Selecting the tonewood for your own hand crafted guitar is an exciting prospect. The process of tonewood selection and then having your dream guitar built by a luthier who is in tune with your needs, can be both incredibly intense and satisfying.
There are a number of key considerations when selecting tonewood to build a hand crafted classical or flamenco guitar. These points are by no means exhaustive or discussed in any particular order but address most of the issues inherent in any tonewood selection process.
Most people don't buy or commission hand luthier crafted guitars very often and for some it is a once in a lifetime opportunity, so what issues are important to consider before jumping in and placing the order? What do you want your guitar to look and sound like? This is a verypersonal and subjective area and is probably the most important area to understand in the entire process. Do you already have fixed views about the look and sound you want or are you less certain and therefore need more input from your chosen luthier?
What is your luthiers experience with particular types of woods, both traditional (rosewoods and cypress) and other less traditional domestic or exotic alternatives and how might choices in the latter reflect in the look, sound and feel of the final creation?
Once the choice and general direction of the build has been agreed, more specific areas may need to be considered, such as how easy the tonewoods under consideration are to work with and what effect will their weight and density have on the desired sound of the final instrument?
Will the wood be correctly dried, what does it smell like when worked and will the smell continue after completion of the guitar. Some guitar tonewoods have quite a perfumed smell that is likely to be apparent every time you open the guitar case and this may not be to everyones liking.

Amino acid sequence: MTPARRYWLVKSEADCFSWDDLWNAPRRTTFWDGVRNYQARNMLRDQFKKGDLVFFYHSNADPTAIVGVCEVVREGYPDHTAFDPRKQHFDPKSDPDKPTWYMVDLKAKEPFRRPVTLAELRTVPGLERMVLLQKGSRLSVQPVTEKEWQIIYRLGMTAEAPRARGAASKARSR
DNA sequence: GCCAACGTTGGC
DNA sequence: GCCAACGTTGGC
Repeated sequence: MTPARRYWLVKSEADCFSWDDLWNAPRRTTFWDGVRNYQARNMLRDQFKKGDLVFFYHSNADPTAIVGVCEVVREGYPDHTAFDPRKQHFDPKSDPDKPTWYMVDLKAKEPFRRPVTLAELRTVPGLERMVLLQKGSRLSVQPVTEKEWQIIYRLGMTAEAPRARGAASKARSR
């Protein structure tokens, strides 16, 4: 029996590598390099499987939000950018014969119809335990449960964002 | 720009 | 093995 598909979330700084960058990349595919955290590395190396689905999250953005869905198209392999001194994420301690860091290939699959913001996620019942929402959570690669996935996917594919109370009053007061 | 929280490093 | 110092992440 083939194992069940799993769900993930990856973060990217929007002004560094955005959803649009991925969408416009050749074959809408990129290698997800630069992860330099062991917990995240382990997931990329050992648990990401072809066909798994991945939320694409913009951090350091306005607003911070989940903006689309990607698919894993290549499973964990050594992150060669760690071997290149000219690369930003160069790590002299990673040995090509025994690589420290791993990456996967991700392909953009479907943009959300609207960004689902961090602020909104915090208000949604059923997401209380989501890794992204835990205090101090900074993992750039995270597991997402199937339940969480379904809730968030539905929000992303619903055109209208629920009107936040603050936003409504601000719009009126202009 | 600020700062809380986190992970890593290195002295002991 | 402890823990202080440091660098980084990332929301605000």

Will the wood split, as may be the case with rosewoods like Amazon, Brazilian or Madagascan and how easy is the wood to work with, is it oily and will it bend and glue easily? What kind of finish is required and how will that be achieved with the wood selected?
As some woods are more stable that others, will the chosen tonewood be stable or will it be affected by changes in humidity?
In the event that the wood is regulated under CITES or controlled by the Lacey act, how easy will it be to ensure certification, will there be a premium to pay for using a protected wood species and how important are personal environmental concerns?
If you are even vaguely thinking about having your own guitar built as opposed to one of the mass manufactured models, careful consideration of the above issues will help ensure you achieve the best result possible.
Have fun with your selection and good luck.